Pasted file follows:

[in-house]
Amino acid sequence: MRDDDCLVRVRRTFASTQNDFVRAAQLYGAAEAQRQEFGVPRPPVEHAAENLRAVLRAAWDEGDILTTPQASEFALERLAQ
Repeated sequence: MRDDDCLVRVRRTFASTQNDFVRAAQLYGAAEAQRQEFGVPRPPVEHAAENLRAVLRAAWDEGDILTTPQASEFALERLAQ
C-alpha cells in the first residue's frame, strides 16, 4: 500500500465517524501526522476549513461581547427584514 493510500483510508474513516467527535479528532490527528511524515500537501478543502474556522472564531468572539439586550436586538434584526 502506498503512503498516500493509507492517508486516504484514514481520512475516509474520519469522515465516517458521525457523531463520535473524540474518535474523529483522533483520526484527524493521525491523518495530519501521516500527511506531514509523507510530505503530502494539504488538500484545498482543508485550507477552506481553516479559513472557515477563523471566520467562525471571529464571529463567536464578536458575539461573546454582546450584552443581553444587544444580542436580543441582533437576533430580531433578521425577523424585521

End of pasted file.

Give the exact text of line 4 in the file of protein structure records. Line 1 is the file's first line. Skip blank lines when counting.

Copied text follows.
C-alpha cells in the first residue's frame, strides 16, 4: 500500500465517524501526522476549513461581547427584514 493510500483510508474513516467527535479528532490527528511524515500537501478543502474556522472564531468572539439586550436586538434584526 502506498503512503498516500493509507492517508486516504484514514481520512475516509474520519469522515465516517458521525457523531463520535473524540474518535474523529483522533483520526484527524493521525491523518495530519501521516500527511506531514509523507510530505503530502494539504488538500484545498482543508485550507477552506481553516479559513472557515477563523471566520467562525471571529464571529463567536464578536458575539461573546454582546450584552443581553444587544444580542436580543441582533437576533430580531433578521425577523424585521